With summer around the corner, will city pools be open? – KCTV Kansas City - May 12, 2020 by admin

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    With summer around the corner, will city pools be open? - KCTV Kansas City

    The scandal that haunts Kankakee Illinois Leaks – Edgar County Watchdogs - May 12, 2020 by admin


    Kankakee, IL. (ECWd)

    This article was written by Jeff P. Hutson and is reposted with permission.

    Weve heard about the scandal for months. 600+ pages of proof, evidence, and documents. Yet there is still so much unanswered about what is really going on at The Haunted Factory and ACERE (American Center for Emergency Response and Education). Why there are still children in there sweeping proven asbestos. Why ACERE under-reported their gross annual income on their form 990 tax return for 2018 as $18,915. Despite a super majority of the board of The Haunted Factory being in agreement that their fundraiser alone brought in close to $50,000 over 10 days. How the venue operated a haunted house without meeting fire code.

    On September 18th of 2019 the Office of the Illinois State Fire Marshal inspected the property at 980 N. Hobbie Ave. in Kankakee, and that report was released 8 days later. Full report available here: Did ACERE really fix 60+ violations to the NFPA and life safety code in less than 2 weeks? The answer is no. It is unlikely that they even fixed one. While a significant amount of work went into the sprinkler system, it was never made operational due to it being a fire pump system. Which would require its own electricity service or a dedicated commercial generator[via Illinois Department of Labor]. Neither of which were furnished. It was stated by a representative of ACERE that city of Kankakee had certification of the sprinkler system being tested and working, which they did not. Nor did the Illinois Department of Labor or the State Fire Marshal [via FOIA]. In the inspection report from the Illinois Department of Labor, Full report available here: , on October 8th of 2019 it is noted that they were relying on a statement that the sprinkler system was tested and working but they were doubtful of the legitimacy of that claim. Many pictures of crumbling asbestos, hazards, and failures were also documented within the pathways of the haunted house during that inspection.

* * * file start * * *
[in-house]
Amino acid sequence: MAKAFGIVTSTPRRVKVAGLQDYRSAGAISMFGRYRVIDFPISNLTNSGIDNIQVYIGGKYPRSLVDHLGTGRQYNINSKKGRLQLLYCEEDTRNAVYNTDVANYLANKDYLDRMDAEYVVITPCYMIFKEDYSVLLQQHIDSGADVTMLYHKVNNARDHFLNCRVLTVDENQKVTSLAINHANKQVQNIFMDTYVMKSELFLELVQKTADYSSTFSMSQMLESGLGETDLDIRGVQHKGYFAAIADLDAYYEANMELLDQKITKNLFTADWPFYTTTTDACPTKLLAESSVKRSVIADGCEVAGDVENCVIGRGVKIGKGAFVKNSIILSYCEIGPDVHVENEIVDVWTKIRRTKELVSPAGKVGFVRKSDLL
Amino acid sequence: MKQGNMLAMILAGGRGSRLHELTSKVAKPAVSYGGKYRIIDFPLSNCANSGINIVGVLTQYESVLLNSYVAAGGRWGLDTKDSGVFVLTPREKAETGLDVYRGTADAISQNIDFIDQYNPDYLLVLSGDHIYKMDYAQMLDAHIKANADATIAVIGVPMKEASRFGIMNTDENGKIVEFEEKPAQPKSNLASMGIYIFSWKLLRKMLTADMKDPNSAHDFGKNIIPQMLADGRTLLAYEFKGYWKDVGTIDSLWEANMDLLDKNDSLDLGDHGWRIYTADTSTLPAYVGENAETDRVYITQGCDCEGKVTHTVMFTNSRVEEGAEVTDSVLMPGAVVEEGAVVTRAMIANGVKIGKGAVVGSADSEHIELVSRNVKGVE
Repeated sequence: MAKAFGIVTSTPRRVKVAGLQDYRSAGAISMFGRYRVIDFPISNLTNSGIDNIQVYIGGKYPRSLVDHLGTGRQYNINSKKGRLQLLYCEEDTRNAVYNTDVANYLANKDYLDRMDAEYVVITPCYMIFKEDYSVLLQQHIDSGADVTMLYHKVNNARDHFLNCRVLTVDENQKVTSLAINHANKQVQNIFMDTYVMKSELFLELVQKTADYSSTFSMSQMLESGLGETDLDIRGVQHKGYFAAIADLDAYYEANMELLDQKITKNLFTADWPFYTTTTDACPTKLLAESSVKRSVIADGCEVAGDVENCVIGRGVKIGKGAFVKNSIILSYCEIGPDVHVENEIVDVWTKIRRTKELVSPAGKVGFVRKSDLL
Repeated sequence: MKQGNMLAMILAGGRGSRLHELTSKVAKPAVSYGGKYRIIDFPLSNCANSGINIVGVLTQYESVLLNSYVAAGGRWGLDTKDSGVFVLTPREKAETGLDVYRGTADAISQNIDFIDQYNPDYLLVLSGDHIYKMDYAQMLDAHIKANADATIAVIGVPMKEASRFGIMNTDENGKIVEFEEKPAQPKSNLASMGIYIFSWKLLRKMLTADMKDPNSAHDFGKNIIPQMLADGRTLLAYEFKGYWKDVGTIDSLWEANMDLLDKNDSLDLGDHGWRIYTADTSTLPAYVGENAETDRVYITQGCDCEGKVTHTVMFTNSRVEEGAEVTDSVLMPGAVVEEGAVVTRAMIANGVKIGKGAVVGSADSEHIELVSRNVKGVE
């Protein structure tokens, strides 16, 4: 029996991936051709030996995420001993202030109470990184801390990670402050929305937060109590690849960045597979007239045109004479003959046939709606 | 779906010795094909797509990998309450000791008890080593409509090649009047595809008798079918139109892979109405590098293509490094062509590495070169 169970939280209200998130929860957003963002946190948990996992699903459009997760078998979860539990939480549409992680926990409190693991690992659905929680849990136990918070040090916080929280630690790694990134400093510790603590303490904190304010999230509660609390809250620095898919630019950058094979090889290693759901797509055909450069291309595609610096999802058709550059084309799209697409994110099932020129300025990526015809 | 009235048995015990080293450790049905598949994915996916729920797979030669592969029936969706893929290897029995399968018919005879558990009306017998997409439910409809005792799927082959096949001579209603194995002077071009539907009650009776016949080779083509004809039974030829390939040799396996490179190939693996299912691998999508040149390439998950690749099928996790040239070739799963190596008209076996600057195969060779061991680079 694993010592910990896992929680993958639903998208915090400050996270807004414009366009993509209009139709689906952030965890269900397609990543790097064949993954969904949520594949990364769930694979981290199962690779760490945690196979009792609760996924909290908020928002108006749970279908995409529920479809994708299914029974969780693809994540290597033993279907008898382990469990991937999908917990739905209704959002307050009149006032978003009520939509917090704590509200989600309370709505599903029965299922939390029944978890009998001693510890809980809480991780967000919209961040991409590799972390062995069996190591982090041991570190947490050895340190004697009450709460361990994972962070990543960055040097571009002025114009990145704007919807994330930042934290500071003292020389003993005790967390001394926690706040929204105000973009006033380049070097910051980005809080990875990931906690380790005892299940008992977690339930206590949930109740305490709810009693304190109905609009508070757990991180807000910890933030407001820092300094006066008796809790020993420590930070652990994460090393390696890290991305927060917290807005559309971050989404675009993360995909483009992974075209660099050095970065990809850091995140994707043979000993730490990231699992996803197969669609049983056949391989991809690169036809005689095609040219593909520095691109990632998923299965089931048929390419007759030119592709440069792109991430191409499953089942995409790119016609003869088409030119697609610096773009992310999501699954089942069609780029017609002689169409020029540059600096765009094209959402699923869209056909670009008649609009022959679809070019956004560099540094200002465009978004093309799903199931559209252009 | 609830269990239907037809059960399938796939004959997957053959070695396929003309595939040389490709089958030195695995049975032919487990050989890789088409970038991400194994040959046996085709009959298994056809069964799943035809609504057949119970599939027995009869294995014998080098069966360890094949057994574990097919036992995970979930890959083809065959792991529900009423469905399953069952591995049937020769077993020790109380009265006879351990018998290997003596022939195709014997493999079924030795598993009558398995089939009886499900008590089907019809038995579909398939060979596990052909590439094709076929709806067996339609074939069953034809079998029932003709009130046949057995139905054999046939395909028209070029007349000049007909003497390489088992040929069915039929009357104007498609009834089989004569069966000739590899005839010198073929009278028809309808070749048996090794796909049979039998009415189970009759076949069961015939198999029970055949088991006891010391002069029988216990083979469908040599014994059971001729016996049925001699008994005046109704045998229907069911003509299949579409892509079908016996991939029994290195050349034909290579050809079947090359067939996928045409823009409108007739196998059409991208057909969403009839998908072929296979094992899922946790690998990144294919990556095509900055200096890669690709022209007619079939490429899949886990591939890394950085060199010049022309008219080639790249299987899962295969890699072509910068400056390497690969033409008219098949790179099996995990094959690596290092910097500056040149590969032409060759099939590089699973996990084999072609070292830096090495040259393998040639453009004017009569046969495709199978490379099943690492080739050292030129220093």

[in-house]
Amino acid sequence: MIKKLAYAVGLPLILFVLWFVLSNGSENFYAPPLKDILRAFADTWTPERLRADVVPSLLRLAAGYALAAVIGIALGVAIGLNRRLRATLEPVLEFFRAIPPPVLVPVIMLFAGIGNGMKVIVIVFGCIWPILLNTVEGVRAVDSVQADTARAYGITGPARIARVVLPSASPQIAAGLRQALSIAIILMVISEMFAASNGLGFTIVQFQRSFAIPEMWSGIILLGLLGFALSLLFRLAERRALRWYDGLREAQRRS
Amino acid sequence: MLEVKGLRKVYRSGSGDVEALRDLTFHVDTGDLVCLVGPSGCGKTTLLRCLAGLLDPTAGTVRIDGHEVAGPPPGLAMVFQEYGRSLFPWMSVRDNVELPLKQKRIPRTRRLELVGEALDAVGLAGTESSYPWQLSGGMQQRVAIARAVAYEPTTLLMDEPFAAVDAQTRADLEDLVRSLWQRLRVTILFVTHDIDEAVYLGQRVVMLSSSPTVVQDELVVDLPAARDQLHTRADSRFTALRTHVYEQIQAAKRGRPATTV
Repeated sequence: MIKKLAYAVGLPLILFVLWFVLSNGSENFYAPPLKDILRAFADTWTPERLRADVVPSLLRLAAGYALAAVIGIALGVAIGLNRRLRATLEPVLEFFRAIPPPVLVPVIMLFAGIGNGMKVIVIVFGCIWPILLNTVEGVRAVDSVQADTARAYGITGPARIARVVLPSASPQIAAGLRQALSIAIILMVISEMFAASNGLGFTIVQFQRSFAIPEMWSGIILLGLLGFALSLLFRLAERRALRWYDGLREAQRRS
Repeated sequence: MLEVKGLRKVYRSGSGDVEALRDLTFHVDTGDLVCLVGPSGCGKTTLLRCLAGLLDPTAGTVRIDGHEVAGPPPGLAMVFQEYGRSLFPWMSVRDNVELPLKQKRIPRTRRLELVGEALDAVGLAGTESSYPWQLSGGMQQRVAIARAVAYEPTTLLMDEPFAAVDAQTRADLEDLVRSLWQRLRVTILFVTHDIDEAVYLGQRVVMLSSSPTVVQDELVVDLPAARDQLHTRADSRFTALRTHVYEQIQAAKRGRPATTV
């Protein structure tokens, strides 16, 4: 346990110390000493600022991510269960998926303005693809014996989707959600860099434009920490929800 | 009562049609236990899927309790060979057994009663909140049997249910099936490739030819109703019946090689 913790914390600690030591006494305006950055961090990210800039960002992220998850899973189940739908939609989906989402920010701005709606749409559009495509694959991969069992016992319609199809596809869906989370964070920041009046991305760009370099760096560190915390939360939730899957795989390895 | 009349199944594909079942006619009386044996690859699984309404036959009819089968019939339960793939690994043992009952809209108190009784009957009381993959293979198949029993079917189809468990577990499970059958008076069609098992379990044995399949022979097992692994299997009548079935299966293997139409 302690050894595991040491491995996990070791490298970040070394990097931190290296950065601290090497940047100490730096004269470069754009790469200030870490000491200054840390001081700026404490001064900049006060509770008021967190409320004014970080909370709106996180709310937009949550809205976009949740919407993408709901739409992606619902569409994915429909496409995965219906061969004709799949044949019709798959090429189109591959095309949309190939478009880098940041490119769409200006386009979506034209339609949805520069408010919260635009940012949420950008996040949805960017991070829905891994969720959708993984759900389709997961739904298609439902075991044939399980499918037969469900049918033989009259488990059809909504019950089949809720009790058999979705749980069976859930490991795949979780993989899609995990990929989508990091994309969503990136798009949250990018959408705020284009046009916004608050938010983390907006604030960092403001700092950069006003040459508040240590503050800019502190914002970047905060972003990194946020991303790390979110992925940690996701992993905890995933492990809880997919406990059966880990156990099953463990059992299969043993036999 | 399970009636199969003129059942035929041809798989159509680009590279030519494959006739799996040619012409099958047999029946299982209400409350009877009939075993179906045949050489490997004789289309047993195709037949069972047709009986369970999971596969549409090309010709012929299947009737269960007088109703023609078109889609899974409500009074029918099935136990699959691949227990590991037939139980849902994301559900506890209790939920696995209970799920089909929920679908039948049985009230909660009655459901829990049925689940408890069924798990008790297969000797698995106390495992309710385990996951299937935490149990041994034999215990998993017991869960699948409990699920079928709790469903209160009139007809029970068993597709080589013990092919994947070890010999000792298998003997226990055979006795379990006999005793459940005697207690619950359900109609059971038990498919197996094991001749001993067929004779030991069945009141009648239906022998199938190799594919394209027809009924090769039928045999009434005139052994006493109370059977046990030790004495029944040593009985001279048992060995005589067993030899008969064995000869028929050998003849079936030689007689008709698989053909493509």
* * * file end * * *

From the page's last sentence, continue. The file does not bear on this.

The IDOL has stated that local officials were pushing for the haunted house to pass the inspection despite their findings, stating they have seen this situation before and suggested the media and elections may. . . Continue reading at:

    .Our work is funded entirely thru donations and we ask that you consider donating at the below link.

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    The scandal that haunts Kankakee Illinois Leaks - Edgar County Watchdogs

    Wi-Fi Smart Sprinkler Control System Market Growth by Top Companies, Trends by Types and Application, Forecast to 2026 – Cole of Duty - May 12, 2020 by admin